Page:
At Forbes (HT Hot Air Headlines), S. Robert Lichter of George Mason University's Center for Media and Public Affairs, asks the question, "Fox News: Fair And Balanced?" -- and answers in the affirmative. In the process, the GMU Professor of Communications also makes a number of interesting points about Fox's competitors, discusses the convergence of news and analysis, and provides useful historical context.
Using a methodology that would be difficult to refute, Lichter's work relating to campaign 2008 is in sync with what CMPA found in late 2007 (noted at the time at NewsBusters; at BizzyBlog) during the opening stages of the presidential campaign.
Here are key paragraphs from Lichter's commentary (bolds are mine):
Other points Lichter makes:
Fox News has become embroiled in a nasty controversy over its ill treatment of President Obama. But are the charges true?
What if I told you that Fox gave Obama his worst press and John McCain his best press of any network during last year's presidential election? If you work for the White House, you'd probably take this as proof that Fox is just a mouthpiece for the opposition. Now what if I told you that Fox had the most balanced coverage of any network during the same campaign? If you work for Fox, you'd probably say we told you so.
But what if I told you that both scenarios are true?
While it seems unlikely, that conclusion is precisely the case, based on an ongoing study by the Center for Media and Public Affairs (CMPA). That both these seemingly contradictory scenarios are true tells us something important not only about the war between Fox and the White House, but about the changing nature of television news in America.
.... The CMPA study compares ABC, CBS and NBC evening news shows and the first half hour of Fox News Channel's Special Report, which most closely resembles its broadcast news counterparts.
.... So how could Fox have both the most balanced and the most anti-Obama coverage? Simple. It's because the other networks were all so pro-Obama. CMPA analyzed every soundbite by reporters and nonpartisan sources (excluding representative of the political parties) that evaluated the candidates and their policies. On the three broadcast networks combined, evaluations of Obama were 68% positive and 32% negative, compared to the only 36% positive and 64% negative evaluations of his GOP opponent John McCain.
In fact, Obama received the most favorable coverage CMPA has ever recorded for any presidential candidate since we began tracking election news coverage in 1988. The totals were very similar--within a few percentage points--at all three networks. (These figures exclude comments on the candidates' prospects in the campaign horse race, which obviously favored Obama.)
Meanwhile, Fox's Special Report was dramatically tougher on Obama, with only 36% favorable vs. 64% unfavorable evaluations during the same time period. But McCain didn't fare much better, garnering only 40% favorable comments vs. 60% negative ones. So the broadcast networks gave good marks to one candidate and bad marks to another, while Fox was tough on both--and most balanced overall.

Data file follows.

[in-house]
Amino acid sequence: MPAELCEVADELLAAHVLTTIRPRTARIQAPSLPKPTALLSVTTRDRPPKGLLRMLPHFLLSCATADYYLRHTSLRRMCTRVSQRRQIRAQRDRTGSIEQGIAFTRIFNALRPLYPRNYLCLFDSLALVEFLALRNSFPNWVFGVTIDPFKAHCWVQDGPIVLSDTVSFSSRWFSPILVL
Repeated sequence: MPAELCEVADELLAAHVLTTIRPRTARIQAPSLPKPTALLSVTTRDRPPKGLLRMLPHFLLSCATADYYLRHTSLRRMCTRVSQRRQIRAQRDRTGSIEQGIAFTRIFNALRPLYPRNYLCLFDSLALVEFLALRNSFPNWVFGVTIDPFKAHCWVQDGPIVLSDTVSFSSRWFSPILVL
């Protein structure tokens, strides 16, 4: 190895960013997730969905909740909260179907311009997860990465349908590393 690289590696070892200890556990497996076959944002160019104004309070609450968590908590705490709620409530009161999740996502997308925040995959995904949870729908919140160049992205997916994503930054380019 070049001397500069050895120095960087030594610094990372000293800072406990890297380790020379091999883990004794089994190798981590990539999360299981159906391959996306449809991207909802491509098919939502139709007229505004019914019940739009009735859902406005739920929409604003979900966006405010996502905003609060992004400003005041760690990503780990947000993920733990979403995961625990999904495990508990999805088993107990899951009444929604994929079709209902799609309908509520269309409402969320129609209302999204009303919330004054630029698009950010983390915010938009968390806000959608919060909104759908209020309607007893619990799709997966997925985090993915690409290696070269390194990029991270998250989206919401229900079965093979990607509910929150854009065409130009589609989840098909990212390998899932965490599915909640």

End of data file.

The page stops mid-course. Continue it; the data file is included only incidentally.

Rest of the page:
- The historical pattern during a president's first year in office is that the establishment press tends to go negative. Lichter interestingly asserts that all networks have done so this year, with the Big 3 nets tallying 35% favorables for Obama vs. 27% for Fox on Special Report. Lichter's take is that "Fox's coverage has gone from being the worst of all to merely the worst among equals."
- The White House claim that Fox "really isn't a news organization" is risible, given that in Special Report the channel at least runs "nightly news modeled on the broadcast networks." MSNBC and CNN don't even try.
- Longtime NewsBusters and BizzyBlog readers will probably have a hard time with the final sentence of this assertion -- "Obama differs from his predecessors mainly in the false hopes generated by sometimes fawning campaign coverage from jaded journalists who temporarily let themselves get carried away by his eloquence and the historic nature of his candidacy. When politics returned to normal, their coverage returned to form." I definitely disagree, especially if you include the Big 3's morning shows, which attempt to position themselves as every bit as objective as their evening news counterparts. But if anything, they're worse. Perhaps a gravitation back to the norm has begun more recently, as the continued decay in the economy as people are experiencing it and the awful results of the administration's attempts to do something about it become ever more obvious.
Leftists who will predictably howl that CMPA is conservatively biased (because SourceWatch says so, as if that proves anything beyond paranoia) are going to have to explain what is wrong with CMPA's scorekeeping methodology, which appears to be relatively immune from partisan slant, even if one had that as an objective. In any event, the footage is out there, and they are free to try to replicate and poke holes in what CMPA did any time. I bet they won't; whining is so much easier.
Cross-posted at BizzyBlog.com.